Pfizer (NYSE:PFE) is counting on an experimental breast cancer drug and expanded approval of a pneumonia vaccine to halt revenue losses caused by patent expirations. During 2014, generic competition is expected to increase even more and negatively impact revenues to the tune of $3 billion.
The company's breast cancer drug palbociclib has completed phase 2 trials, and the positive results are encouraging. Pfizer executives mentioned in a recent conference call that they were talking to the FDA regarding approval for the drug. If the company is successful in gaining approval, some analysts estimate that the company could make an additional $3 to $5 billion in sales.
In addition to the breast cancer treatment, Pfizer is also completing a phase 3 trial to prove the effectiveness of its Prevnar vaccine for patients aged 65 and older. The vaccine is one of Pfizer's top selling products, bringing in over $1 billion in worldwide sales during the fourth quarter of 2013..
FDA approvals could impact 2015 revenue
For the fourth quarter of 2013, Pfizer reported net income of $2.57 billion; the amount was down 59% from the $6.32 billion reported in the same period in 2012. Fourth quarter reported diluted EPS was $0.39, down 54% from $0.85 reported in 2012.
The negative impact on revenues was attributed in part to reduction in royalties for Enbrel and Spiriva due to expiring collaboration agreements, continued erosion in Lipitor sales due to its previous patent expiration, and lower government purchases of the vaccine Prevnar. The dissolution of the company's animal health unit also played a part in decreasing revenue. The drug approval and other changes expected by Pfizer on palbociclib can provide a much-needed boost to revenue.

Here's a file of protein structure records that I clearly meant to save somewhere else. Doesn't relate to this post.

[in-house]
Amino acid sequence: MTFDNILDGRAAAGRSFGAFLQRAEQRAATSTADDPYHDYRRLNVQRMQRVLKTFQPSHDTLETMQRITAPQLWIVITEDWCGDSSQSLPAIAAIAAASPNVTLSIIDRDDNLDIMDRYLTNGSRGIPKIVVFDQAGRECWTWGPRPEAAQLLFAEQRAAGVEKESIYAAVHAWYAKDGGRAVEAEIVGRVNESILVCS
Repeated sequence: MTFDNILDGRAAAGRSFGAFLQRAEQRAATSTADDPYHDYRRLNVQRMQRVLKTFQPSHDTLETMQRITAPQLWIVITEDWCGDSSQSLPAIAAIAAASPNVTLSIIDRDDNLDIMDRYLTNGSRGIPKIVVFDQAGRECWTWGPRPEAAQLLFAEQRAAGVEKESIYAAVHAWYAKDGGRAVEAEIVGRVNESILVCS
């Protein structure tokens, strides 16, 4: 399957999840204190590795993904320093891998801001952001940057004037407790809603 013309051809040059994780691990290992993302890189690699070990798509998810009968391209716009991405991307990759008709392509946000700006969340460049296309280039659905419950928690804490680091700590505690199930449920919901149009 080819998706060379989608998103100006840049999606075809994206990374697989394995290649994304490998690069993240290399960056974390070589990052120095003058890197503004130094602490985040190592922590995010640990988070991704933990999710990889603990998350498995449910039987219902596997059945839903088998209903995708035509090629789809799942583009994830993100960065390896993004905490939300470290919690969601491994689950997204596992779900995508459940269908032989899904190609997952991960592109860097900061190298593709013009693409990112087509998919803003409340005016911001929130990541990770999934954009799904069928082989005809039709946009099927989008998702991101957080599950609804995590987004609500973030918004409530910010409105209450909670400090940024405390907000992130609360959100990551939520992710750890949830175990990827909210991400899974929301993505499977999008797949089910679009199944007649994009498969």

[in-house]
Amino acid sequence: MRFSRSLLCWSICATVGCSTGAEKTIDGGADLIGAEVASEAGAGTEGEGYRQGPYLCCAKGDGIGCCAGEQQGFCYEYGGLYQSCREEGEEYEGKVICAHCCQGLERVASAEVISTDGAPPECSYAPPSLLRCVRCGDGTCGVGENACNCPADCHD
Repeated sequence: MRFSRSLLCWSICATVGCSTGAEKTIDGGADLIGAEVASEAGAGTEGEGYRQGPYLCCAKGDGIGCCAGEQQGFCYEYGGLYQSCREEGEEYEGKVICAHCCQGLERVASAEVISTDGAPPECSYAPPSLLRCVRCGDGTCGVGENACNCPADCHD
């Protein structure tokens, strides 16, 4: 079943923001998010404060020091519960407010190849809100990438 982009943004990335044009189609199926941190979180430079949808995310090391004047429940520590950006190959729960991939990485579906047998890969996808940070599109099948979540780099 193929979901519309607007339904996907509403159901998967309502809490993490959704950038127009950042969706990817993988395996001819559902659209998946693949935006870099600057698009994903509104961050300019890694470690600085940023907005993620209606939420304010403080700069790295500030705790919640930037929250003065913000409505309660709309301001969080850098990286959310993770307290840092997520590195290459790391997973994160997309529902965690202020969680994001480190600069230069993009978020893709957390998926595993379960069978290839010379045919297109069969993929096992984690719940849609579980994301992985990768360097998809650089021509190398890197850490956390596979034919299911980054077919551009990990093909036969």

Competitors working on similar breast cancer therapies
Meanwhile, competitors Novartis and Eli Lilly and Co. are working on their own formulations for breast cancer.
For Novartis' fourth quarter results, the company reported that its breast cancer drug LEE011 moved into Phase 3 clinical testing. The company showed growth of 2% in fiscal 2013's fourth quarter net sales of $15.1 billion, better results than its rival Pfizer. Novartis has several growth products that generated $3.3 billion, or 40% of the pharmaceutical division's net sales. With generic competition impacting its branded drugs Zometa/Aclasta and Diovan, the company expects fiscal 2014 growth to be in the single digits.
Eli Lilly is grappling with the U.S. patent expiration of its antidepressant drug Cymbalta. Worldwide revenues in the fourth quarter of 2013 decreased 2% to $5.8 billion, compared to the same period in 2012. Cymbalta was the main cause of total U.S. revenue dropping 6% to $3 billion. Lilly expects revenue and earnings to decline in 2014. The company anticipates new opportunities going into 2015 and beyond. Lilly currently has three drugs in its oncology segment in Phase 3 trials; one of them, ramucirumab, has showed promise for its treatment of gastric cancer and other cancerous tumors.
My Foolish conclusion
As generics continue to impact the bottom line of these companies throughout 2014, the following year may bring better results as opportunities for generic drug makers decline. If Pfizer can gain the approvals it seeks, palbociclib and Prevnar could lead to higher growth in 2015.
Cancer's Biotech Warriors
The best way to play the biotech space is to find companies that shun the status quo and instead discover revolutionary, groundbreaking technologies. In the Motley Fool's brand-new FREE report "2 Game-Changing Biotechs Revolutionizing the Way We Treat Cancer," find out about a new technology that big pharma is endorsing through partnerships, and the two companies that are set to profit from this emerging drug class. Click here to get your copy today.
Eileen Rojas has no position in any stocks mentioned. The Motley Fool has no position in any of the stocks mentioned. Try any of our Foolish newsletter services free for 30 days. We Fools may not all hold the same opinions, but we all believe that considering a diverse range of insights makes us better investors. The Motley Fool has a disclosure policy.